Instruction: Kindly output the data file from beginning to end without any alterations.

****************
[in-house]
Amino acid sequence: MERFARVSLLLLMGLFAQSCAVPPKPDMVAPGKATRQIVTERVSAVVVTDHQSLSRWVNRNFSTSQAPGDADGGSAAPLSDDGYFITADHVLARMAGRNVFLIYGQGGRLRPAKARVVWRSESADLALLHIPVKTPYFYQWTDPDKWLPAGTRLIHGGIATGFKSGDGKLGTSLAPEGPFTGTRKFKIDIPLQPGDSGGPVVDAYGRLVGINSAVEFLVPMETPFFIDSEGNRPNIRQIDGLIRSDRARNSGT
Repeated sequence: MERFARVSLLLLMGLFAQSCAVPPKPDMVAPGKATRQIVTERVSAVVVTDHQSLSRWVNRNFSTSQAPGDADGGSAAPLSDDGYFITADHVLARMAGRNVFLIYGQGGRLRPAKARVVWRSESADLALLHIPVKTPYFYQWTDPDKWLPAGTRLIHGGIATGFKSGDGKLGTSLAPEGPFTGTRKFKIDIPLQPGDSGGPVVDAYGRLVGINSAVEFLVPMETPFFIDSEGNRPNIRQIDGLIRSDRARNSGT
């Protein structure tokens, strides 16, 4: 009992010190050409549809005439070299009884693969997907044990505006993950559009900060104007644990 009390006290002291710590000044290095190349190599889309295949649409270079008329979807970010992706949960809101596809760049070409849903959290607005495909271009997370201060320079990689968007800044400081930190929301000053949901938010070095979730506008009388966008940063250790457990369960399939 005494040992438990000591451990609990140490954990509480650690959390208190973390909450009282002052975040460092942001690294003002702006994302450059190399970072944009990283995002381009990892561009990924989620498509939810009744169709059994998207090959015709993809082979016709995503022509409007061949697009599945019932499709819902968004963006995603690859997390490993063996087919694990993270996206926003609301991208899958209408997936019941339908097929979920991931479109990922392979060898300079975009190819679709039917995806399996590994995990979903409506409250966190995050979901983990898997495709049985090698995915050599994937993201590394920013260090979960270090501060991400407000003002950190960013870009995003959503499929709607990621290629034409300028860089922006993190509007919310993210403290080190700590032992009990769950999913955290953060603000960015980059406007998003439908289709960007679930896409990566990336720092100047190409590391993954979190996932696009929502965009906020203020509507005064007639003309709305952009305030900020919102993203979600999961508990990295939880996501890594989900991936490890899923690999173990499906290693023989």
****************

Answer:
[in-house]
Amino acid sequence: MERFARVSLLLLMGLFAQSCAVPPKPDMVAPGKATRQIVTERVSAVVVTDHQSLSRWVNRNFSTSQAPGDADGGSAAPLSDDGYFITADHVLARMAGRNVFLIYGQGGRLRPAKARVVWRSESADLALLHIPVKTPYFYQWTDPDKWLPAGTRLIHGGIATGFKSGDGKLGTSLAPEGPFTGTRKFKIDIPLQPGDSGGPVVDAYGRLVGINSAVEFLVPMETPFFIDSEGNRPNIRQIDGLIRSDRARNSGT
Repeated sequence: MERFARVSLLLLMGLFAQSCAVPPKPDMVAPGKATRQIVTERVSAVVVTDHQSLSRWVNRNFSTSQAPGDADGGSAAPLSDDGYFITADHVLARMAGRNVFLIYGQGGRLRPAKARVVWRSESADLALLHIPVKTPYFYQWTDPDKWLPAGTRLIHGGIATGFKSGDGKLGTSLAPEGPFTGTRKFKIDIPLQPGDSGGPVVDAYGRLVGINSAVEFLVPMETPFFIDSEGNRPNIRQIDGLIRSDRARNSGT
């Protein structure tokens, strides 16, 4: 009992010190050409549809005439070299009884693969997907044990505006993950559009900060104007644990 009390006290002291710590000044290095190349190599889309295949649409270079008329979807970010992706949960809101596809760049070409849903959290607005495909271009997370201060320079990689968007800044400081930190929301000053949901938010070095979730506008009388966008940063250790457990369960399939 005494040992438990000591451990609990140490954990509480650690959390208190973390909450009282002052975040460092942001690294003002702006994302450059190399970072944009990283995002381009990892561009990924989620498509939810009744169709059994998207090959015709993809082979016709995503022509409007061949697009599945019932499709819902968004963006995603690859997390490993063996087919694990993270996206926003609301991208899958209408997936019941339908097929979920991931479109990922392979060898300079975009190819679709039917995806399996590994995990979903409506409250966190995050979901983990898997495709049985090698995915050599994937993201590394920013260090979960270090501060991400407000003002950190960013870009995003959503499929709607990621290629034409300028860089922006993190509007919310993210403290080190700590032992009990769950999913955290953060603000960015980059406007998003439908289709960007679930896409990566990336720092100047190409590391993954979190996932696009929502965009906020203020509507005064007639003309709305952009305030900020919102993203979600999961508990990295939880996501890594989900991936490890899923690999173990499906290693023989």